Hi it’s Patrik Hutzel from INTENSIVE CARE AT HOME where we provide tailor made solutions for long-term ventilated Adults & Children with Tracheostomies by improving their Quality of life and where we also provide tailor made solutions to hospitals and Intensive Care Units to save money and resources, whilst providing Quality Care!
In the last blog I shared
You can check out last week’s blog here!
In this week’s blog I want to share Ana-Carolina’s and her parents Peter and Elaine’s story
The little girl trapped between hospital and home
Ana-Carolina is four year’s old and has spent the last three and a half years in PICU on a ventilator with a tracheostomy!
Her parents have been by her side most of the time and they are finally getting some media exposure to get their little daughter home, instead of staying in PICU.
So far the cost has been $1.6 Million per year and care could have been provided at home already for half of the cost.
Plus Ana-Carolina and her parents would have been at home by now!
Have a look for yourself and see some recent media coverage about their story.
Peter Bircham is in a stand-off with the Auckland District Health Board over how to best look after his four-year-old daughter, Ana-Carolina, who has lived in Starship Hospital’s intensive care unit since she was five months old.
It costs $1.6 million each year to keep Ana-Carolina alive at Starship, as she is dependent on a ventilator to breath and unable to move on her own.
But Peter Bircham says the intensive care unit is no place to grow up.
“A very draining place. There’s bright lights on quite often 24 hours a day,” he said.
“There can be surgeries performed within metres of us. Children die there every week. There’s no window to the outside world, there’s artificial light around. And it’s not really a place to grow up.”
If Ana-Carolina was brought home to live she would need a ventilator at home, and round the clock care.
But Auckland DHB Chief Medical Officer, Dr Margaret Wilsher, said they are committed to getting Ana Carolina home eventually, but more planning is needed.
“Our hope is that her parents will continue to work with us to develop and implement a plan that will see Ana-Carolina eventually return home to the care of her parents in a well-supported environment,” Dr Wilsher said.
The parents of a 4-year-old at odds about the way forward: ‘Please let our girl come home’
The parents of a 4-year-old, who can neither breathe without help nor move, and the hospital system that cares for her, are at odds about the way forward, writes David Fisher.
From her bed in Starship hospital, Ana-Carolina sees little but hears much.
At the age of 4, her world is limited and her brain is trapped by her body. She cannot move and her lungs work only with the help of a mechanical pump.
At most, she can move her eyelids, has minimal facial expression and sometimes can twitch her fingers.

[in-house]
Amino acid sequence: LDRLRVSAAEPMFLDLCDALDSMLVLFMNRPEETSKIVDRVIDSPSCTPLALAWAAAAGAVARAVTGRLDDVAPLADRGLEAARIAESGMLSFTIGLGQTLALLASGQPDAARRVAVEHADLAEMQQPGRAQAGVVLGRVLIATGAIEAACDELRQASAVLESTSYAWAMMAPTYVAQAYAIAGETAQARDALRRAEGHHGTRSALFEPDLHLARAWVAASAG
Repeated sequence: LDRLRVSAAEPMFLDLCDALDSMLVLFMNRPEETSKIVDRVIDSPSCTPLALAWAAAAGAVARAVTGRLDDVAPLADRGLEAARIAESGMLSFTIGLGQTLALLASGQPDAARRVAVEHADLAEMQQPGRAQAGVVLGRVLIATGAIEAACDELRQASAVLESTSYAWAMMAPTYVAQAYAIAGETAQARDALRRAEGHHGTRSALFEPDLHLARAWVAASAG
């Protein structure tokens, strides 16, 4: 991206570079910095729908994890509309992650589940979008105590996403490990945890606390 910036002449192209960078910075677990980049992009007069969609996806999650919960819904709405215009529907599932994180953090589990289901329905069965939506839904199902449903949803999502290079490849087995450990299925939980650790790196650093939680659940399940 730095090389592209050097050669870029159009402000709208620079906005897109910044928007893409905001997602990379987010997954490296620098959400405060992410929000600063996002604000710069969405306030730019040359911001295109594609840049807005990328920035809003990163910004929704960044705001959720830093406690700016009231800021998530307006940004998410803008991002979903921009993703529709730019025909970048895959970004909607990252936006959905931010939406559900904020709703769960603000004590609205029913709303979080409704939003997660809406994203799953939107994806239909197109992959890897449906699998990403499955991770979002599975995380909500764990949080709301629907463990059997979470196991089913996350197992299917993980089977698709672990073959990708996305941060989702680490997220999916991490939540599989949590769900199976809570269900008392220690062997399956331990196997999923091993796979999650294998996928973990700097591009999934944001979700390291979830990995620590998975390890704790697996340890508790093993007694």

Since she was 5 months old, Ana-Carolina has lived in the Paediatric Intensive Care Unit of Starship hospital in Auckland.
She has always shared a room, not with a brother or sister, but with three others who come and go. Some get well and leave. Others die; possibly as many as 50 of those who have shared a room with Ana-Carolina never left hospital alive.
Her’s is a room without windows to the world. In 2014, when she was 15 months old and it was clear she would never get better, Starship doctors told her parents it was their unanimous professional opinion that care should focus on “comfort measures and allowing natural death”.
But Peter Bircham and Elane de Moraes Lobo wanted more than death for their daughter. They want to bring her home to live with them, but have been frustrated by an apparent missing link in New Zealand healthcare. There is no adequate framework — financial or medical — for that to happen.
The parents, however, are not blameless. The hospital also says Ana-Carolina should be at home but argues the parents themselves have put up roadblocks in a long-running feud.
It is a fraught situation pitting the processes and bureaucracy of a multimillion-dollar system at war with the emotions of loving parents.
And that has left a little girl in limbo.
What do you think? Where do you think Ana-Carolina should be cared for, in PICU or at home? Leave your comments on the blog.
If you want to find out how we can help you to get your loved one out of Intensive Care or Long-term acute care (also nursing home) or if you find that you have insufficient support for your loved one at home on a ventilator or if you have any questions please send me an email to [email protected] or call on one of the numbers below.
Australia/New Zealand +61 41 094 2230
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UK/Ireland +44 118 324 3018
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We are an NDIS, TAC(Victoria) and DVA(Department of Veteran affairs) approved community service provider in Australia.
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Thank you for tuning into this week’s blog.
This is Patrik Hutzel from INTENSIVE CARE AT HOME and I see you again next week in another update!